The generation that many groups have characterized as lazy and self-absorbed is suddenly entering the parental space. Millennials are starting to become moms and dads. As a matter of fact, 10.8 million American households are now headed by Millennial parents, according to a recent study by Barkley, “Millennials as New Parents.” However, according to more than one source, the generation that many marketers thought they had pegged in terms of priorities and values may be very different than originally perceived. It seems that, especially once they become parents, Millennials take a more modest approach to consumer habits, valuing quality over quantity and practicality over status.
As highlighted by David Gutting, VP, Strategy Director at Barkley, members of Generation Y have been exposed to more in their lives that they receive credit for. “First let’s remind ourselves that the oldest Millennials became young adults around 1999. In that time, they have experienced the dot-com bust, September 11th and large banking and housing crises,” he points out in a MillennialMarketing.com article. It appears the jump to modesty isn’t as extreme as it seems. So what does this mean when it comes to Millennial parenting? In many cases, it means ego is left at the door while the concept of “needs versus wants” steps in to take its place.
The same Barkley study found that while “cool” brands such as Sephora, Apple and H&M are over-indexed by Millennials prior to having children, they are greatly under-indexed after that. As a matter of fact, brands such as Kohl’s, Walmart and Kmart not only fill that void, but Generation Y favors those brands even more than Baby Boomers and Generation X.
The Millennial parent’s value of a dollar shouldn’t come as any surprise. Many of them were just entering the workforce as the recession hit in 2008 and have had to deal with high unemployment rates during a point in life when they should have been making inroads in their young careers, as previous generations did. As a matter of fact, 44% of Millennial parents consider themselves “very financially stressed,” according to SoCalledMillennial.com.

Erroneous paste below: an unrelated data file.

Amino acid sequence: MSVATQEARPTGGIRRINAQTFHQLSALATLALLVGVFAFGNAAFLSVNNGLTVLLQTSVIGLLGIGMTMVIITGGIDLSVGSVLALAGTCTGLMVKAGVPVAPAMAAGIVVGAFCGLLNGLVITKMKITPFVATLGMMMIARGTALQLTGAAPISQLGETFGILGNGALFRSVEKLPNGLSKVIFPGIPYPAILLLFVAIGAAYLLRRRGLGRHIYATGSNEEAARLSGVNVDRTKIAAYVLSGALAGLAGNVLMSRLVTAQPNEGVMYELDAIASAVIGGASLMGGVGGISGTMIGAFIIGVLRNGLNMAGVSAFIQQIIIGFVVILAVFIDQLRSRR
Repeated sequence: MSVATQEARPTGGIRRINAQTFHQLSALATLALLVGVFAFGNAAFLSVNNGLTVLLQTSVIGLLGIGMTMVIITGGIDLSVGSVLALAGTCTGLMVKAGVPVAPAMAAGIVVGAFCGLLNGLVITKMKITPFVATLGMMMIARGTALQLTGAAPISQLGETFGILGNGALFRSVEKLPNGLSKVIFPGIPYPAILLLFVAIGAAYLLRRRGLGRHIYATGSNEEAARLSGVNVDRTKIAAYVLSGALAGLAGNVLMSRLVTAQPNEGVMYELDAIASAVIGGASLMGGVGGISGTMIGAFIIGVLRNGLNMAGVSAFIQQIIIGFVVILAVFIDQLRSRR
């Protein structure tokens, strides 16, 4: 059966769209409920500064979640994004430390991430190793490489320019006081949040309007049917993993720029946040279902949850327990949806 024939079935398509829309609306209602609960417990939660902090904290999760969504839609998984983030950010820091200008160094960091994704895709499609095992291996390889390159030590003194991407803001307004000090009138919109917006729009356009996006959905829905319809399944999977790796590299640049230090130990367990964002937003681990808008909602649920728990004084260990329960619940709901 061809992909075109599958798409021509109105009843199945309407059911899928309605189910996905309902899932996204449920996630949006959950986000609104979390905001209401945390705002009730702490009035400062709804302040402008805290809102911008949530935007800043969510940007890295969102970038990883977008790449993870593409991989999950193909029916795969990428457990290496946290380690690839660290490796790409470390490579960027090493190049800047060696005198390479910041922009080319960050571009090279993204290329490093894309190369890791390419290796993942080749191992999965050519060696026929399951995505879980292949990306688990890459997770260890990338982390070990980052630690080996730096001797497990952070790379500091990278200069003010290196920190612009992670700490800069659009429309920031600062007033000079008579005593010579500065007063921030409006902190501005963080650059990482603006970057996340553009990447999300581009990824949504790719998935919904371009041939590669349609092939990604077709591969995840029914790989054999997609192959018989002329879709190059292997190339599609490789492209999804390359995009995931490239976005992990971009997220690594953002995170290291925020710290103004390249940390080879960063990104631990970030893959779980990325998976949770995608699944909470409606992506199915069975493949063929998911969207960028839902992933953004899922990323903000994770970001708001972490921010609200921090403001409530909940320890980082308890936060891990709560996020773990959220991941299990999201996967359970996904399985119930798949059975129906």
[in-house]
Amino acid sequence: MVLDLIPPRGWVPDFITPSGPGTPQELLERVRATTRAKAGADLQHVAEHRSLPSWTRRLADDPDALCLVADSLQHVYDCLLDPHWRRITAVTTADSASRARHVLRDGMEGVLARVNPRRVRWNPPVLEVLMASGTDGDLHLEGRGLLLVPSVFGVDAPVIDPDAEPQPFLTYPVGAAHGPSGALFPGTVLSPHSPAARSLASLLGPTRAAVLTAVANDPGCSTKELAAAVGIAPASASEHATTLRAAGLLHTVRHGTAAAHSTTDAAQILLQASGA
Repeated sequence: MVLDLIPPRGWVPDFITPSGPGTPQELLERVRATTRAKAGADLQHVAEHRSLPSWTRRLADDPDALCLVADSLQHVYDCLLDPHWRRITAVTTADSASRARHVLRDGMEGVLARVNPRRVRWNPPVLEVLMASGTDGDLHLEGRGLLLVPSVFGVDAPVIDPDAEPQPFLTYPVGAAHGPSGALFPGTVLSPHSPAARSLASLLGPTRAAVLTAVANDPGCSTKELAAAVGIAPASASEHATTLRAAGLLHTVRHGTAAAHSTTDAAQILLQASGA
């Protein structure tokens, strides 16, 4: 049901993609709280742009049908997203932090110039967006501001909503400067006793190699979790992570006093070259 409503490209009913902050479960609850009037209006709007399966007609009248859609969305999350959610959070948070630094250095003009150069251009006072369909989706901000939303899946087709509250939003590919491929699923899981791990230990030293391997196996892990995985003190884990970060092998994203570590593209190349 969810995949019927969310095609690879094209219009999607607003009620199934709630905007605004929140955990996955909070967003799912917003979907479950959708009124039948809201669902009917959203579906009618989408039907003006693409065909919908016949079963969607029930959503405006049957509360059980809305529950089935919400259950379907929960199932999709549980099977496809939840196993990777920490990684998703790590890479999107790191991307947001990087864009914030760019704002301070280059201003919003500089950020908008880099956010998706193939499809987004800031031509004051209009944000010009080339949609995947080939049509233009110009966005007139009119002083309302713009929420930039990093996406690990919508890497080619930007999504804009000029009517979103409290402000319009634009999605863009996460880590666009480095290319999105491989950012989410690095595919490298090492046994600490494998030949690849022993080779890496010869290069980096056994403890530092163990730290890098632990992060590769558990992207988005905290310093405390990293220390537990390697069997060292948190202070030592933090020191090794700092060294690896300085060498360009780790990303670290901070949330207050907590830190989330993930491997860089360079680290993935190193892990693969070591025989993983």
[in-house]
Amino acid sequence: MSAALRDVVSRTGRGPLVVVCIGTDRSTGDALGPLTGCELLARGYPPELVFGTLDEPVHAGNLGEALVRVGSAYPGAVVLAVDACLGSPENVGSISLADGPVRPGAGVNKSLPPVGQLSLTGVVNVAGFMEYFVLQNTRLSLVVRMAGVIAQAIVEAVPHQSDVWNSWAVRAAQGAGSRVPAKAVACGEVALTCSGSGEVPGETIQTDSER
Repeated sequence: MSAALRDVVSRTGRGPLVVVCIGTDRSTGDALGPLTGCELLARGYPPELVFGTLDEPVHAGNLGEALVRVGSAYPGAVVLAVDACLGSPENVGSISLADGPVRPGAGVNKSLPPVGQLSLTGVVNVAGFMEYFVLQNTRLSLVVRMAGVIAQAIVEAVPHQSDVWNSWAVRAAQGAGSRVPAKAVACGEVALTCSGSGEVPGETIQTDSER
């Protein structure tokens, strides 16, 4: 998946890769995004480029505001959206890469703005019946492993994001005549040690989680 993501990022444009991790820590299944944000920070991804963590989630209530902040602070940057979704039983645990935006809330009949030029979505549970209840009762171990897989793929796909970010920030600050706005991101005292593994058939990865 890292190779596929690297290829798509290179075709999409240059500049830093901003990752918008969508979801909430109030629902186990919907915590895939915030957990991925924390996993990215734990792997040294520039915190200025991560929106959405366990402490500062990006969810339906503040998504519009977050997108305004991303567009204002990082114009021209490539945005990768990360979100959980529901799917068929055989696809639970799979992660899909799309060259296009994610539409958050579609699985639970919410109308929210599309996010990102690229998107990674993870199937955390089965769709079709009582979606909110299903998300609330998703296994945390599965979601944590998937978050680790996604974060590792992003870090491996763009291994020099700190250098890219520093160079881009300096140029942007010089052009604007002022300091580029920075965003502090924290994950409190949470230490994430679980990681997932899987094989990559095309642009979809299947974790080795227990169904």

Additionally, the concept of the “haves and have-nots” may eventually cease to exist among Millennials, particularly when considering technology brands. The reason for this is that most technology is becoming commonplace. For example, roughly 75% of Millennials own smartphones. Suddenly, owning a smartphone is not about impressing friends with high tech features. It is more about how the device can make one’s life easier. Therefore, the way that a brand presents itself will be more heavily scrutinized by Generation Y members as more become parents.
Marketers may want to take a look at these factors and reconsider their approach to reaching Millennials as the group starts living out the 21st Century version of the “American Dream.” If the goal of flashier brands is to retain Millennials as loyal customers, then highlighting usefulness or convenience will prove to be a better strategy than trying to convince them to “keep up with the Joneses.”